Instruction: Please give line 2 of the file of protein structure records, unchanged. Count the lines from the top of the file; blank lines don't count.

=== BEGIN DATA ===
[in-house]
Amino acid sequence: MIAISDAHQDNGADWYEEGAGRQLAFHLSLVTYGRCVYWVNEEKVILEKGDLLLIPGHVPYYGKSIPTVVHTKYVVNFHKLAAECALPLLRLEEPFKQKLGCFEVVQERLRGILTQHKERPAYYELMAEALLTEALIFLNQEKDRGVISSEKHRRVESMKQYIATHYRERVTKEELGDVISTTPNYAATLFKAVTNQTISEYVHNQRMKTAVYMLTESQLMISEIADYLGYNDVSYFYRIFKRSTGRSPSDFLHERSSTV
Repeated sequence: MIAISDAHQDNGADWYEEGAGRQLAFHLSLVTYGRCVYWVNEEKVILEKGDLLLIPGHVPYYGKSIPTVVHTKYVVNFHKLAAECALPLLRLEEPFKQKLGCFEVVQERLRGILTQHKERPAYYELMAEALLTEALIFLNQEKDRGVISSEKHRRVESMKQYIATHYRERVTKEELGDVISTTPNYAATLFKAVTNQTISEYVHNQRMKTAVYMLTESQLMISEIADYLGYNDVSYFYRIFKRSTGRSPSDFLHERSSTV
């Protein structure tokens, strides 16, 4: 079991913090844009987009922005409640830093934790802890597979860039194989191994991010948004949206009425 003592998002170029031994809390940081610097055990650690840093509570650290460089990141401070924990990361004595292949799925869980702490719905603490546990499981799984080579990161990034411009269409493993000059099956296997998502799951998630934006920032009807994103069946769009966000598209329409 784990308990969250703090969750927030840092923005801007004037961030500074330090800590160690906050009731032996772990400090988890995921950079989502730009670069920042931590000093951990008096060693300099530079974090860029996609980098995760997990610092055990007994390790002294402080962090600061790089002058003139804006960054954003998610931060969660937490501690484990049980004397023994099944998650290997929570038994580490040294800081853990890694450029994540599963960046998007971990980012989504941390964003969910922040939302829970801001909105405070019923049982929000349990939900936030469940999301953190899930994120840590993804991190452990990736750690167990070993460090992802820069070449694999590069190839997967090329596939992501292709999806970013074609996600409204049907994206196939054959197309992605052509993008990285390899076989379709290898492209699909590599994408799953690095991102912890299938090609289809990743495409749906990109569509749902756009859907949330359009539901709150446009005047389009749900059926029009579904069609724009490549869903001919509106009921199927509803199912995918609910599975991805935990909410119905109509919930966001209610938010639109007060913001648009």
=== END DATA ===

Amino acid sequence: MIAISDAHQDNGADWYEEGAGRQLAFHLSLVTYGRCVYWVNEEKVILEKGDLLLIPGHVPYYGKSIPTVVHTKYVVNFHKLAAECALPLLRLEEPFKQKLGCFEVVQERLRGILTQHKERPAYYELMAEALLTEALIFLNQEKDRGVISSEKHRRVESMKQYIATHYRERVTKEELGDVISTTPNYAATLFKAVTNQTISEYVHNQRMKTAVYMLTESQLMISEIADYLGYNDVSYFYRIFKRSTGRSPSDFLHERSSTV